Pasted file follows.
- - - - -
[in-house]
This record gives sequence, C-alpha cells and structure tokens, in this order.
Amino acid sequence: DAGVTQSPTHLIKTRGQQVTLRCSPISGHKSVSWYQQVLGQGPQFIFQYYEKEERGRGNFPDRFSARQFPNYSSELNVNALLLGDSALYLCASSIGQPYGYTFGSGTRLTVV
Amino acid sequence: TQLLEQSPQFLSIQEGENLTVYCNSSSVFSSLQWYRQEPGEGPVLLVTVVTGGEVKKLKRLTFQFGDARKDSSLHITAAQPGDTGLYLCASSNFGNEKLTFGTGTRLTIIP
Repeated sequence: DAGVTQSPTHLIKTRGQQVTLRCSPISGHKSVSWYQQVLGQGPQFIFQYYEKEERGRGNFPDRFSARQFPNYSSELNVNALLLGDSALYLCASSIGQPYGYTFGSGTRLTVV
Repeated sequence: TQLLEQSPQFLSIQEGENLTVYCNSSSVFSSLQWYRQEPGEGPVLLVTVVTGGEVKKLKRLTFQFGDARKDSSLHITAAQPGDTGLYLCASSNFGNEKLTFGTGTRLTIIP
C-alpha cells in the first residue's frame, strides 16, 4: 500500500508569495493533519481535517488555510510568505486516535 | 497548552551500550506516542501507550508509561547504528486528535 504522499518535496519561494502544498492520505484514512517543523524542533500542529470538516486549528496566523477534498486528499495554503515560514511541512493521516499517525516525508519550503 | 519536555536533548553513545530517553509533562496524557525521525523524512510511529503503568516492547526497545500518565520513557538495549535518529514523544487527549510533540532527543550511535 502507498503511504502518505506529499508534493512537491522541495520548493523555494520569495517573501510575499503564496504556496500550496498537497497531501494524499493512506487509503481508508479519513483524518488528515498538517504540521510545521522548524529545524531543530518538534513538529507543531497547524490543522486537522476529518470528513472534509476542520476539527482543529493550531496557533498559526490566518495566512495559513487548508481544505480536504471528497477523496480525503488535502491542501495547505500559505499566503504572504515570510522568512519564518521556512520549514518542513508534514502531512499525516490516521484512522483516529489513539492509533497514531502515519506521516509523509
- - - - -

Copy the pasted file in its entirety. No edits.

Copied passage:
[in-house]
This record gives sequence, C-alpha cells and structure tokens, in this order.
Amino acid sequence: DAGVTQSPTHLIKTRGQQVTLRCSPISGHKSVSWYQQVLGQGPQFIFQYYEKEERGRGNFPDRFSARQFPNYSSELNVNALLLGDSALYLCASSIGQPYGYTFGSGTRLTVV
Amino acid sequence: TQLLEQSPQFLSIQEGENLTVYCNSSSVFSSLQWYRQEPGEGPVLLVTVVTGGEVKKLKRLTFQFGDARKDSSLHITAAQPGDTGLYLCASSNFGNEKLTFGTGTRLTIIP
Repeated sequence: DAGVTQSPTHLIKTRGQQVTLRCSPISGHKSVSWYQQVLGQGPQFIFQYYEKEERGRGNFPDRFSARQFPNYSSELNVNALLLGDSALYLCASSIGQPYGYTFGSGTRLTVV
Repeated sequence: TQLLEQSPQFLSIQEGENLTVYCNSSSVFSSLQWYRQEPGEGPVLLVTVVTGGEVKKLKRLTFQFGDARKDSSLHITAAQPGDTGLYLCASSNFGNEKLTFGTGTRLTIIP
C-alpha cells in the first residue's frame, strides 16, 4: 500500500508569495493533519481535517488555510510568505486516535 | 497548552551500550506516542501507550508509561547504528486528535 504522499518535496519561494502544498492520505484514512517543523524542533500542529470538516486549528496566523477534498486528499495554503515560514511541512493521516499517525516525508519550503 | 519536555536533548553513545530517553509533562496524557525521525523524512510511529503503568516492547526497545500518565520513557538495549535518529514523544487527549510533540532527543550511535 502507498503511504502518505506529499508534493512537491522541495520548493523555494520569495517573501510575499503564496504556496500550496498537497497531501494524499493512506487509503481508508479519513483524518488528515498538517504540521510545521522548524529545524531543530518538534513538529507543531497547524490543522486537522476529518470528513472534509476542520476539527482543529493550531496557533498559526490566518495566512495559513487548508481544505480536504471528497477523496480525503488535502491542501495547505500559505499566503504572504515570510522568512519564518521556512520549514518542513508534514502531512499525516490516521484512522483516529489513539492509533497514531502515519506521516509523509